False results in paternity tests are not as common as mainstream media would have you believe!
With time and research, paternity testing technology has become quite accurate, especially post-1980s. But this isn’t to say that there’s no room for error when it comes to testing one’s genes through a paternity test.
Most of the time, any potential errors stem from sample contamination, as opposed to inaccurate science!
So how does a sample become contaminated—so much so that it may lead to inconclusive results? We asked the professionals at Divergent Health, a leading clinic in Calgary to guide us on paternity testing mistakes.
What Affects a Paternity Test Sample?
– Smoking, Eating and Drinking
Typically, your mouth should be clean of food, liquids, tobacco, toothpaste, and any other products when you give a sample.
While foreign particles don’t alter your DNA, they do mask certain genetic traits, which can lead to a degraded result that’s unusable for testing.
When collecting a sample, wait at least an hour before you take it. If you eat or drink anything, rinse your mouth out with water afterward, just in case.
– Spitting on the Swab vs. Swabbing Your Cheek
The reason why cheek swabbing is recommended rather than direct spit is that cheek cells have a more concentrated amount of DNA, versus spit, which may be contaminated with residue or food.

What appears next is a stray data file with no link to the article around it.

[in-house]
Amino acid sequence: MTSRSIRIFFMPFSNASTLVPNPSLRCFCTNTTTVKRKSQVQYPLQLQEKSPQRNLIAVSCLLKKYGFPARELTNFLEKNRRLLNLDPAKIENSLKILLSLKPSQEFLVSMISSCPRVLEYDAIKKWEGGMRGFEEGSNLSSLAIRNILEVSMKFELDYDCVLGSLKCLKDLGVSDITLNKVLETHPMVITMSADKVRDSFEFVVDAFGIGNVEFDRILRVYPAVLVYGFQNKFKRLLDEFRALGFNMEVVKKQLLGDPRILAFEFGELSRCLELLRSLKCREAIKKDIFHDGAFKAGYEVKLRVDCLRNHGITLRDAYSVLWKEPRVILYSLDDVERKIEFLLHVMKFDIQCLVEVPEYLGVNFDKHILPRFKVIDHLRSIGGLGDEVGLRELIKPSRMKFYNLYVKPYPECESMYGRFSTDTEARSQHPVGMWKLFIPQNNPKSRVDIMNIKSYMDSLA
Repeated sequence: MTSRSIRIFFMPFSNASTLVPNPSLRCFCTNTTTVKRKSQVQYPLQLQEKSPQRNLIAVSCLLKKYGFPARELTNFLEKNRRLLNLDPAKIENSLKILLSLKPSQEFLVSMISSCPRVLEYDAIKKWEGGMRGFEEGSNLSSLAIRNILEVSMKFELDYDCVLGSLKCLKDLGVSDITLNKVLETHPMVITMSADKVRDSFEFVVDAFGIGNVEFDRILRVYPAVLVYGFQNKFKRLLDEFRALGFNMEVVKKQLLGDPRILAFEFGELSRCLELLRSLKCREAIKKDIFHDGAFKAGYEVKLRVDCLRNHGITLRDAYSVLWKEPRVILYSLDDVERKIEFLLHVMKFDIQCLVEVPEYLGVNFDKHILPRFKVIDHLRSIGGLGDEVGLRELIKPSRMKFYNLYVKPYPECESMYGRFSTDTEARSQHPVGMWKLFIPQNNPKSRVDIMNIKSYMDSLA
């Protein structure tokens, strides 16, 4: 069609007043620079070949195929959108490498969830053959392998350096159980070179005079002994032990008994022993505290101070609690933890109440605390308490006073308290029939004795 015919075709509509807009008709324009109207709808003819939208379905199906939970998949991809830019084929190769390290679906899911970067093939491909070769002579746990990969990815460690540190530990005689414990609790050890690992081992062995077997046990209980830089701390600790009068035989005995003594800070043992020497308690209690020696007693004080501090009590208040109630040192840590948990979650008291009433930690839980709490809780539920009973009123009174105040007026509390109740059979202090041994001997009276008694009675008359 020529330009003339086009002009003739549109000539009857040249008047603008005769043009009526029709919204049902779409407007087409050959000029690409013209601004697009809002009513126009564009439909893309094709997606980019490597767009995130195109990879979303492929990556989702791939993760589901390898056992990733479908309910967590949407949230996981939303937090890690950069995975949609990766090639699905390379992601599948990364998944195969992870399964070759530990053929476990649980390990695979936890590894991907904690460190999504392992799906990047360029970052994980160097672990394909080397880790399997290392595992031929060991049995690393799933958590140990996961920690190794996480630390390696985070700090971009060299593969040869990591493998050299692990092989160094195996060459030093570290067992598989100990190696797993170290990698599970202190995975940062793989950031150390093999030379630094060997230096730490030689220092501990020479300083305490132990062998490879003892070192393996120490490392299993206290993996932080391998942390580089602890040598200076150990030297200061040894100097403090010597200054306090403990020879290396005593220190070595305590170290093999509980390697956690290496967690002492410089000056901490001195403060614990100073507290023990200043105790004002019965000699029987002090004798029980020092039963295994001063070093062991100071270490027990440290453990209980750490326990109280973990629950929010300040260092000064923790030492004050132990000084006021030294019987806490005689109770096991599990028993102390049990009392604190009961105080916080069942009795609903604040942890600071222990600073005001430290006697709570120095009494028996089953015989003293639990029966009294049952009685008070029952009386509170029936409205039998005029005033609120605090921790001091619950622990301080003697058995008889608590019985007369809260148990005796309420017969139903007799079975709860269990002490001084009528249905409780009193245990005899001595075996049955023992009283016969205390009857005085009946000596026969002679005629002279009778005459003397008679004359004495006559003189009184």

While spit may still be able to provide results, the lab will take a longer time while extracting the DNA. So always swab the inside of your cheek, not your tongue.
– Cross- Contamination
This includes things like dropping the swab, touching the tip of the swab or putting in another person’s swab with your own in the envelope.
These kinds of mistakes don’t typically require a second collection since the lab does catch them early on. But if you want your results to come back in a timely manner, it’s crucial that you follow the right directions.
– Re-using Packaging
The saliva and cheek cells collected using the buccal swab are meant to be kept safe from contamination.
This is why the sample kit is provided with a sealed plastic packaging to keep the sample sterile. However, when the packaging is reused, this lets the wet sample breathe, i.e., come in contact with air.
As a result, mold starts forming almost immediately, which degrades the DNA and destroys the sample.
– Mailing a Wet Envelope
While collecting cheek cells, there is a chance that you might get saliva on the swab as well. However, if there’s too much saliva on the sample, the paper envelope could become a little wet.
This is a problem because envelopes that are damp have a higher risk of ripping open en route. If this happens, you may need to send in a second sample, which may cause a delay in your results. When giving a sample, letting the swab air-dry for a bit will help keep the sample at least partially dry.
Are You Ready to Take a Paternity Test?
Partnered with accredited labs in the state, Divergent Health offers accurate, fast results. So take care not to make any of the above mistakes and provide a good sample, to make processing easier.